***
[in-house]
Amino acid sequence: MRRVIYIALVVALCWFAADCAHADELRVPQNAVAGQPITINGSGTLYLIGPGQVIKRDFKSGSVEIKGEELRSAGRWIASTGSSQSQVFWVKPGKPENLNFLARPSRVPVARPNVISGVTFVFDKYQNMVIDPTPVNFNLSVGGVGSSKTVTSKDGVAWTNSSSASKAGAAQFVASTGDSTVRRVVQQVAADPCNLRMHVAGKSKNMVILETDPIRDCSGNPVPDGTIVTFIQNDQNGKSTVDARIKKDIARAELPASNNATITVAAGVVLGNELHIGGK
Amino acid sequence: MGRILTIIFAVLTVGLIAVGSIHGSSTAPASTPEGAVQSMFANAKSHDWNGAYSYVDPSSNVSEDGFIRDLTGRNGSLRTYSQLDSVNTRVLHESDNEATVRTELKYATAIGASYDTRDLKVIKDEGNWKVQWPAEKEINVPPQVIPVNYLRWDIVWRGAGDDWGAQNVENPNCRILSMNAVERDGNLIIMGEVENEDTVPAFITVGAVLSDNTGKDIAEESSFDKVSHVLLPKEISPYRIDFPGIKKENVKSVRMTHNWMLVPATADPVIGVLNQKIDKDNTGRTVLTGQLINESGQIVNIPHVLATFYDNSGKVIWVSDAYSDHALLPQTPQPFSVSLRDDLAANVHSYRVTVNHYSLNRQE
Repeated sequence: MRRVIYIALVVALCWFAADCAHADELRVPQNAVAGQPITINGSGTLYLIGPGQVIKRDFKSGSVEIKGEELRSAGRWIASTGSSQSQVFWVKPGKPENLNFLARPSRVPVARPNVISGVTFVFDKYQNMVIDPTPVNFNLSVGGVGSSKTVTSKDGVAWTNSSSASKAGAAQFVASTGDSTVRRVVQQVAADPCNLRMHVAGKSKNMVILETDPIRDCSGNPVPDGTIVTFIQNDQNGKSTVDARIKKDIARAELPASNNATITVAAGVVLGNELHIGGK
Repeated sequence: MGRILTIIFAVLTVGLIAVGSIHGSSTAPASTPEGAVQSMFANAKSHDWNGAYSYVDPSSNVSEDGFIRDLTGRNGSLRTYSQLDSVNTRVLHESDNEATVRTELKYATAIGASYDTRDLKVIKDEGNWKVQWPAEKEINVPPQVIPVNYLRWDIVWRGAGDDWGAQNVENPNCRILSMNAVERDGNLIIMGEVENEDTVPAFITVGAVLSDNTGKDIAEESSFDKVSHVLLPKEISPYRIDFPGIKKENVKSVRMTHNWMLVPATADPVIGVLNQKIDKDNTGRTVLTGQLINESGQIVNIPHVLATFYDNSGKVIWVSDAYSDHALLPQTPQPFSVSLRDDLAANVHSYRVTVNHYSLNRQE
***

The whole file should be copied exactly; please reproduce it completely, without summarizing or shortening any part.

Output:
[in-house]
Amino acid sequence: MRRVIYIALVVALCWFAADCAHADELRVPQNAVAGQPITINGSGTLYLIGPGQVIKRDFKSGSVEIKGEELRSAGRWIASTGSSQSQVFWVKPGKPENLNFLARPSRVPVARPNVISGVTFVFDKYQNMVIDPTPVNFNLSVGGVGSSKTVTSKDGVAWTNSSSASKAGAAQFVASTGDSTVRRVVQQVAADPCNLRMHVAGKSKNMVILETDPIRDCSGNPVPDGTIVTFIQNDQNGKSTVDARIKKDIARAELPASNNATITVAAGVVLGNELHIGGK
Amino acid sequence: MGRILTIIFAVLTVGLIAVGSIHGSSTAPASTPEGAVQSMFANAKSHDWNGAYSYVDPSSNVSEDGFIRDLTGRNGSLRTYSQLDSVNTRVLHESDNEATVRTELKYATAIGASYDTRDLKVIKDEGNWKVQWPAEKEINVPPQVIPVNYLRWDIVWRGAGDDWGAQNVENPNCRILSMNAVERDGNLIIMGEVENEDTVPAFITVGAVLSDNTGKDIAEESSFDKVSHVLLPKEISPYRIDFPGIKKENVKSVRMTHNWMLVPATADPVIGVLNQKIDKDNTGRTVLTGQLINESGQIVNIPHVLATFYDNSGKVIWVSDAYSDHALLPQTPQPFSVSLRDDLAANVHSYRVTVNHYSLNRQE
Repeated sequence: MRRVIYIALVVALCWFAADCAHADELRVPQNAVAGQPITINGSGTLYLIGPGQVIKRDFKSGSVEIKGEELRSAGRWIASTGSSQSQVFWVKPGKPENLNFLARPSRVPVARPNVISGVTFVFDKYQNMVIDPTPVNFNLSVGGVGSSKTVTSKDGVAWTNSSSASKAGAAQFVASTGDSTVRRVVQQVAADPCNLRMHVAGKSKNMVILETDPIRDCSGNPVPDGTIVTFIQNDQNGKSTVDARIKKDIARAELPASNNATITVAAGVVLGNELHIGGK
Repeated sequence: MGRILTIIFAVLTVGLIAVGSIHGSSTAPASTPEGAVQSMFANAKSHDWNGAYSYVDPSSNVSEDGFIRDLTGRNGSLRTYSQLDSVNTRVLHESDNEATVRTELKYATAIGASYDTRDLKVIKDEGNWKVQWPAEKEINVPPQVIPVNYLRWDIVWRGAGDDWGAQNVENPNCRILSMNAVERDGNLIIMGEVENEDTVPAFITVGAVLSDNTGKDIAEESSFDKVSHVLLPKEISPYRIDFPGIKKENVKSVRMTHNWMLVPATADPVIGVLNQKIDKDNTGRTVLTGQLINESGQIVNIPHVLATFYDNSGKVIWVSDAYSDHALLPQTPQPFSVSLRDDLAANVHSYRVTVNHYSLNRQE